Prof. Dr. Charles Johanningsmeier

User Foto
Prof. Dr. Charles Johanningsmeier
Fulbright-Leipzig Distinguished Chair for American Literature
Room 3508 | Phone:



Like many Americans, I have moved around a good deal in my life. Born in Indiana, I grew up in the Boston, Massachusetts, area. After graduating from high school I have lived in the Philadelphia area; Oxford, England; New Mexico; Long Island, New York; Indiana; upstate New York (Ithaca); and, currently, Omaha, Nebraska.. I am married and have three children who are 10, 6, and 4 years old.



I received my Ph.D. in English and American Studies from Indiana University in 1993. Partly as a result of this training, in all of my courses I blend literary and cultural studies approaches. For the most part I teach nineteenth- and early twentieth-century American Literature, with an emphasis on texts written by authors from marginalized groups.



My research interests are quite diverse. I am most involved, though, in gauging how literary texts have played a role in ordinary readers’ lives. Given that the vast majority of American readers from the late nineteenth and early twentieth century read their fiction in magazines and newspapers, much of my research has consequently focused on these serialized texts and their impact on American culture. Currently I am working on a book about how literary texts written between 1865 and 1914 by authors of both genders and from different races and regions represented a cultural negotiation between the emerging power elite in the urban Northeast and people in the rest of the country.


Community Service

Whenever possible, I like to visit junior highs and high schools in the United States to deliver lectures, conduct writing workshops, and so forth. As a former high school teacher myself, I feel it is important to bridge the cultural gap between the high schools and the universities. Here in Germany I have already signed up to participate in a program run by the U.S. Embassy that sends Fulbright scholars out to secondary schools in this region to talk about American culture and answer questions that students might have.


Selected Publications & Papers

  • Fiction and the American Literary /Marketplace: The Role of Newspaper Syndicates in America, 1860-1900 (Cambridge University Press, 1997)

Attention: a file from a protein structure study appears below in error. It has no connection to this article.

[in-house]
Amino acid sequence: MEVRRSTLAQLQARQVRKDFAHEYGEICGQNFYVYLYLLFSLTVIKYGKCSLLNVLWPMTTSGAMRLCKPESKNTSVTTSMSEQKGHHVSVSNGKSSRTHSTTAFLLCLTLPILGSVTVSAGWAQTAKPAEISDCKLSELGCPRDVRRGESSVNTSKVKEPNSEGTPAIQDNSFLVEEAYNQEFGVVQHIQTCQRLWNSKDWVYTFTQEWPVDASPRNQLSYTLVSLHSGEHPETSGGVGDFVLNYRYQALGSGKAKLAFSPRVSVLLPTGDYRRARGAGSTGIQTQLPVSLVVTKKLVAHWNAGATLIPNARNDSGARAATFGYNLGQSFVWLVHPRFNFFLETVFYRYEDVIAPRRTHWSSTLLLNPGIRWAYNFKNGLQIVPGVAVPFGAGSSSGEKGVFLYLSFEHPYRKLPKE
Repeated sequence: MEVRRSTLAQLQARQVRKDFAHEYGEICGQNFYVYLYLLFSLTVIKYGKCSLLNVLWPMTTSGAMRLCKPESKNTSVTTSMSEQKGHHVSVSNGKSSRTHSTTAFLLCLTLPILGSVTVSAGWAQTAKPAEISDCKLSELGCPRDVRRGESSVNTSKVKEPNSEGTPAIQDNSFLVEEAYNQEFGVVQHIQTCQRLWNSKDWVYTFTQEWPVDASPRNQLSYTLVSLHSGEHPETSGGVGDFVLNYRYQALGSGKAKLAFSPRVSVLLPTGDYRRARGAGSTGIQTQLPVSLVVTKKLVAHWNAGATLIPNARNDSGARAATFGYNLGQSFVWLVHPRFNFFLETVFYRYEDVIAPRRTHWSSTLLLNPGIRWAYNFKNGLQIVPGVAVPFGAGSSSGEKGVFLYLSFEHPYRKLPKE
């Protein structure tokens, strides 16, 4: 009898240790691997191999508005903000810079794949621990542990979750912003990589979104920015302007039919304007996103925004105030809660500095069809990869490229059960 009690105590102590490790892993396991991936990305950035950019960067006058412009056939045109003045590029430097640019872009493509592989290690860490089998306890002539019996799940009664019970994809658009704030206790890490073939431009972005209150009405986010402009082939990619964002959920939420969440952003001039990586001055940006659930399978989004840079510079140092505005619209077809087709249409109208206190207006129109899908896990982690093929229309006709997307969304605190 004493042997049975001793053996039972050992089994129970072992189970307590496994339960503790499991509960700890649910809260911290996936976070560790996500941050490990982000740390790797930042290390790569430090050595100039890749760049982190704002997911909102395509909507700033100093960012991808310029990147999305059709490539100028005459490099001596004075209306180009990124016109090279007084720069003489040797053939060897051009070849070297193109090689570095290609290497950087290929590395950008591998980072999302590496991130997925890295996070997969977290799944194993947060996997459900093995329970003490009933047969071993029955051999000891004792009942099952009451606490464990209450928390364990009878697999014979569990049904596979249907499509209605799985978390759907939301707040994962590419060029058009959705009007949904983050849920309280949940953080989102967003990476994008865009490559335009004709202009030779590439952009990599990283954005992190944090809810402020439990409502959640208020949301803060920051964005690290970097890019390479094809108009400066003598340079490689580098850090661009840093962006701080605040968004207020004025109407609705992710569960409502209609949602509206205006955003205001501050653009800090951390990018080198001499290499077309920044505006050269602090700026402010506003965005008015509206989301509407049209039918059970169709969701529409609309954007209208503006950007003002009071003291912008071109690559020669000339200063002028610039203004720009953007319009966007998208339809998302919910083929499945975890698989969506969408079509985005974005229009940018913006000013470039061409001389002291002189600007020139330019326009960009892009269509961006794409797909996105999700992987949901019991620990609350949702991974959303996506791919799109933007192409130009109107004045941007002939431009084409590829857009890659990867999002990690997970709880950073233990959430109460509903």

• “How American Readers Originally Experienced James’s ‘The Real Thing.’” The Henry James Review, 27 (Winter 2006): 75-99.
  • “Welcome Guests or Representatives of the ‘Mal-Odorous Class’? Periodicals and Their Readers in American Public Libraries, 1876-1914.” Libraries and Culture, 39 (2004): 260-292.
  • “The Devil, Capitalism, and Frank Norris: Defining the ‘Reading Field’ for Sunday Newspaper Fiction, 1870-1910.” American Periodicals, 14.1 (Spring 2004): 91-112.
  • “Unmasking Willa Cather’s ‘Mortal Enemy.’” Cather Studies, 5 (2003): 237-272.
  • “Subverting Readers’ Assumptions and Expectations: Jewett’s ‘Tame Indians.’” American Literary Realism, 34 (2002): 233-250.
  • “What We Can Learn from a Better Bibliographical Record of Charles W. Chesnutt’s Periodical Fiction.” North Carolina Literary Review, 8 (1999): 84-96.
  • “Sarah Orne Jewett and Mary E. Wilkins (Freeman): Two Shrewd Businesswomen in Search of New Markets.” The New England Quarterly, 70 (March 1997): 57-82.


Selected Honors, Awards, Distinctions

  • Awarded a Fulbright Senior Scholar Fellowship to teach at the University of Leipzig for the 2006-2007 academic year.
  • Invited to give the featured lecture, “Where the Masses Met the Classes: Nineteenth-Century American Newspapers and Their Significance to Literary Scholars,” at the University of Wisconsin-Madison’s Center for the History of Print Culture in Modern America, November 2005.
  • Jefferis Endowed Chair, University of Nebraska at Omaha, August 2000 - August 2003
  • National Endowment for the Humanities Summer Research Stipend, 1997